Baby No-Eyes recounts a history of violence against Maori cul- ture and presents that culture as facing critical discursive and political decisions as to how to confront its persistence and effects. There is an implicit cultural response in the familiar Maori narrative strategies I have mentioned. The interconnected themes are presented through an intergenerational narrative of multiple spatio-temporalities: The story is told in the voices of four narrators: Their stories thread through each other in an evocation of raranga weaving , as a traditional practice associated with storytelling, as the content of respective narrators' stories wind back, reach forward, and overlap.

Beginnings and end- ings, speciically those of life and death, are thrown into question as Tawera's story begins before his birth, and his sister's continues after her death, while Tawera evokes the womb-space again at the end to express the basis of his artistic practice. These thematic and narrative processes combine to acknowledge Maori land and bodies as inseparable aspects of Maori cosmology and cul- ture, the spiritual and material foundations of culture as such, which together comprise the identiication of tangata whenua, or people of the land.

The speciically maternal body, invoking the traditional Earth Mother Papatuanuku, envelops the narrative, and in pointing to a belief in the cycle that entwines past, present and future, myth and history, youth and age, ancestors and those still to be born, it challenges ideologies predicated on the linearity of time, including accumulation, development, and progress. While the afirmation of reiied Maori cultural values may pro- duce a site of difference that maintains and sustains a sense of Maori group cohesion in a medium suited to the dispersed conditions of urbanization, at the same time it produces as visible a set of alienable cultural features that enter the economy of literary representation as values detachable from the relations within which they are meaningful for Maori, evolving into a codiied set of cultural models.

Baby no eyes

Culture, in this instance, is recast as the simulacrum produced from the various combinations of such modular features. The thematic concern with extraction and proiting from indigenous DNA provides an uncannily material instance of this very problematic of abstraction. On one level, there is a tension between the focus on the visual technologies that capture and consign human lives to the sphere of the image and the articulation of narrative strategies that igure the visibility of Maori cultural values in self-representation.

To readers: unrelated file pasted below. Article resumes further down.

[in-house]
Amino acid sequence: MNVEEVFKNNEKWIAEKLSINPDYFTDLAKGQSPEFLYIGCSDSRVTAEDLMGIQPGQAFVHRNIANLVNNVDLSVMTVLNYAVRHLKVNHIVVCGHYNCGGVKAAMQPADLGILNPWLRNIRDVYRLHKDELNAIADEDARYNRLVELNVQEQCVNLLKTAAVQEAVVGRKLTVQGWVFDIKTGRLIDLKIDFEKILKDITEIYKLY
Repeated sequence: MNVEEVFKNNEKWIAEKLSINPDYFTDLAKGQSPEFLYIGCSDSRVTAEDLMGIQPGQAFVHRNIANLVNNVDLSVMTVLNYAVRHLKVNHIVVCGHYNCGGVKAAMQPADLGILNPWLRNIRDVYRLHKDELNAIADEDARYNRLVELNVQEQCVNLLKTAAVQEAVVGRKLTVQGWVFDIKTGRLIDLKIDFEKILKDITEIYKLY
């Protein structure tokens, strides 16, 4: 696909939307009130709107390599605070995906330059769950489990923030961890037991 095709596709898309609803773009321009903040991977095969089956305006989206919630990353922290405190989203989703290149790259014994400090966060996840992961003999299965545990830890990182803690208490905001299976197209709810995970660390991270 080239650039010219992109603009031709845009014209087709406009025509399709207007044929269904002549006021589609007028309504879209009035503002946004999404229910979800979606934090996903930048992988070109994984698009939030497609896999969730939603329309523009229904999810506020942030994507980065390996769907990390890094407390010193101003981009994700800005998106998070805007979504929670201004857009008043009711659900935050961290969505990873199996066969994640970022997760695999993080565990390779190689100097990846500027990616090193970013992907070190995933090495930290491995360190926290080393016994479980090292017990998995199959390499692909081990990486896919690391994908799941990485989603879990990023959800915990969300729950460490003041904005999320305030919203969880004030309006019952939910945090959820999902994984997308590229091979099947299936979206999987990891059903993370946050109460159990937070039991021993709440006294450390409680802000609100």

The technologies objectify what they produce as visible or visual, whereas the narrative strategies articulate subjects of cultural identity. However, the subject-object or active-passive distinction is dificult to sustain in a context where such narrative strategies inevitably become objects of aesthetic attention and where developments in visual technology—and their bio-medical uses—have rendered the corporeal scene the object redundant to the processes of image production; not to become subjects, but to be eclipsed by the virtual model and the manipulation of the digital code that generates and proliferates its objects.

Nevertheless, if the textual enactment of reiied Maori cultural values functions ambivalently in relation to the very opposition to objectiication and appropriation that motivates the novel, I would argue that their integrity to this novel relates to the centrality of family and community as contexts for storytelling; the interconnectedness of the stories and that of the characters mean that a cultural or symbolic reciprocal, reversible exchange among them, and with the reader, may be adumbrated.